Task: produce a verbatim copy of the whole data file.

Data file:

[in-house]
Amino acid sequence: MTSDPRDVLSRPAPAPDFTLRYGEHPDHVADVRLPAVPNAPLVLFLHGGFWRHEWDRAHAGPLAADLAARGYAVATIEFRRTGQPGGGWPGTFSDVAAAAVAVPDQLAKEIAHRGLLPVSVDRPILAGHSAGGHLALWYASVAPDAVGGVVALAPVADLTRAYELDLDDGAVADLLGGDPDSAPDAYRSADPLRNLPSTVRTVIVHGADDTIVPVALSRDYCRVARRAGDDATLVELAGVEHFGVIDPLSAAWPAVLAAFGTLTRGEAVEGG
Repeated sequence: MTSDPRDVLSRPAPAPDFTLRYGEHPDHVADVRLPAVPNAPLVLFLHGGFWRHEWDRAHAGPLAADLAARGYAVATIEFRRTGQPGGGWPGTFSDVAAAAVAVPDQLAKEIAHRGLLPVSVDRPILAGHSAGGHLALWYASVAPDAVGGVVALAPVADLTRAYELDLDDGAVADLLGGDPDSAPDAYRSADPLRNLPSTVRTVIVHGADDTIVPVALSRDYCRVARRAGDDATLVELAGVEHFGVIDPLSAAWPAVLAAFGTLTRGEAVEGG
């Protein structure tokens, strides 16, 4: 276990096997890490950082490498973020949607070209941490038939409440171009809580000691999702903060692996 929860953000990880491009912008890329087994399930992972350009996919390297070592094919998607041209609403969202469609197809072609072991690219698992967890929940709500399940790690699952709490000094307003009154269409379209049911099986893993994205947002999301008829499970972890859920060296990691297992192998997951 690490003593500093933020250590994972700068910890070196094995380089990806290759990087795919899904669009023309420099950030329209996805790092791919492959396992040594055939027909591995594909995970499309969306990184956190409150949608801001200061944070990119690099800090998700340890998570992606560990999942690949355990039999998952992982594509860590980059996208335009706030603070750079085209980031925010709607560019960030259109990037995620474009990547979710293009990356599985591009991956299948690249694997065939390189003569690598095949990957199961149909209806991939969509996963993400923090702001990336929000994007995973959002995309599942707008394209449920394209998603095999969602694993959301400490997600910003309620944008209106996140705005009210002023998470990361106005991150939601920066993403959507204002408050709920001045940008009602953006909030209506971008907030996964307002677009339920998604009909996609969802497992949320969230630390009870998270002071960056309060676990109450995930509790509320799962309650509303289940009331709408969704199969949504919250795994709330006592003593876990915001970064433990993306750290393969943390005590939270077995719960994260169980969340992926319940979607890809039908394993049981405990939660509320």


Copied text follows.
[in-house]
Amino acid sequence: MTSDPRDVLSRPAPAPDFTLRYGEHPDHVADVRLPAVPNAPLVLFLHGGFWRHEWDRAHAGPLAADLAARGYAVATIEFRRTGQPGGGWPGTFSDVAAAAVAVPDQLAKEIAHRGLLPVSVDRPILAGHSAGGHLALWYASVAPDAVGGVVALAPVADLTRAYELDLDDGAVADLLGGDPDSAPDAYRSADPLRNLPSTVRTVIVHGADDTIVPVALSRDYCRVARRAGDDATLVELAGVEHFGVIDPLSAAWPAVLAAFGTLTRGEAVEGG
Repeated sequence: MTSDPRDVLSRPAPAPDFTLRYGEHPDHVADVRLPAVPNAPLVLFLHGGFWRHEWDRAHAGPLAADLAARGYAVATIEFRRTGQPGGGWPGTFSDVAAAAVAVPDQLAKEIAHRGLLPVSVDRPILAGHSAGGHLALWYASVAPDAVGGVVALAPVADLTRAYELDLDDGAVADLLGGDPDSAPDAYRSADPLRNLPSTVRTVIVHGADDTIVPVALSRDYCRVARRAGDDATLVELAGVEHFGVIDPLSAAWPAVLAAFGTLTRGEAVEGG
């Protein structure tokens, strides 16, 4: 276990096997890490950082490498973020949607070209941490038939409440171009809580000691999702903060692996 929860953000990880491009912008890329087994399930992972350009996919390297070592094919998607041209609403969202469609197809072609072991690219698992967890929940709500399940790690699952709490000094307003009154269409379209049911099986893993994205947002999301008829499970972890859920060296990691297992192998997951 690490003593500093933020250590994972700068910890070196094995380089990806290759990087795919899904669009023309420099950030329209996805790092791919492959396992040594055939027909591995594909995970499309969306990184956190409150949608801001200061944070990119690099800090998700340890998570992606560990999942690949355990039999998952992982594509860590980059996208335009706030603070750079085209980031925010709607560019960030259109990037995620474009990547979710293009990356599985591009991956299948690249694997065939390189003569690598095949990957199961149909209806991939969509996963993400923090702001990336929000994007995973959002995309599942707008394209449920394209998603095999969602694993959301400490997600910003309620944008209106996140705005009210002023998470990361106005991150939601920066993403959507204002408050709920001045940008009602953006909030209506971008907030996964307002677009339920998604009909996609969802497992949320969230630390009870998270002071960056309060676990109450995930509790509320799962309650509303289940009331709408969704199969949504919250795994709330006592003593876990915001970064433990993306750290393969943390005590939270077995719960994260169980969340992926319940979607890809039908394993049981405990939660509320």